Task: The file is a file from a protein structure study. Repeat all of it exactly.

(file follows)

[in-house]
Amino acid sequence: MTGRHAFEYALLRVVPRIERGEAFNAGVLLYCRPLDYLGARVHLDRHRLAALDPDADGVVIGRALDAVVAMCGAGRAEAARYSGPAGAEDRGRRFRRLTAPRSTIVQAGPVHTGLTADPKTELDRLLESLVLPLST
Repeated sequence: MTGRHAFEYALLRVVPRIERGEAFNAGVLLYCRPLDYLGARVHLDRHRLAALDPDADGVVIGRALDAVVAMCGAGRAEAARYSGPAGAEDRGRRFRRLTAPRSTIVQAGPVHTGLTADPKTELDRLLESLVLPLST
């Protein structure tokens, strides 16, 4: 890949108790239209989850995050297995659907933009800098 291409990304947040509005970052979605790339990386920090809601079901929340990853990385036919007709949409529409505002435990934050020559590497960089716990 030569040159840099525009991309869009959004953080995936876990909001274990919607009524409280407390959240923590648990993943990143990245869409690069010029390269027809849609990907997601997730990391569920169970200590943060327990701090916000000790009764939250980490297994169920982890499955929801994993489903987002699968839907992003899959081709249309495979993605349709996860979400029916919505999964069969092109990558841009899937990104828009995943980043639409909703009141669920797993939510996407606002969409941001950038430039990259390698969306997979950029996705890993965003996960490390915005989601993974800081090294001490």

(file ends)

[in-house]
Amino acid sequence: MTGRHAFEYALLRVVPRIERGEAFNAGVLLYCRPLDYLGARVHLDRHRLAALDPDADGVVIGRALDAVVAMCGAGRAEAARYSGPAGAEDRGRRFRRLTAPRSTIVQAGPVHTGLTADPKTELDRLLESLVLPLST
Repeated sequence: MTGRHAFEYALLRVVPRIERGEAFNAGVLLYCRPLDYLGARVHLDRHRLAALDPDADGVVIGRALDAVVAMCGAGRAEAARYSGPAGAEDRGRRFRRLTAPRSTIVQAGPVHTGLTADPKTELDRLLESLVLPLST
């Protein structure tokens, strides 16, 4: 890949108790239209989850995050297995659907933009800098 291409990304947040509005970052979605790339990386920090809601079901929340990853990385036919007709949409529409505002435990934050020559590497960089716990 030569040159840099525009991309869009959004953080995936876990909001274990919607009524409280407390959240923590648990993943990143990245869409690069010029390269027809849609990907997601997730990391569920169970200590943060327990701090916000000790009764939250980490297994169920982890499955929801994993489903987002699968839907992003899959081709249309495979993605349709996860979400029916919505999964069969092109990558841009899937990104828009995943980043639409909703009141669920797993939510996407606002969409941001950038430039990259390698969306997979950029996705890993965003996960490390915005989601993974800081090294001490």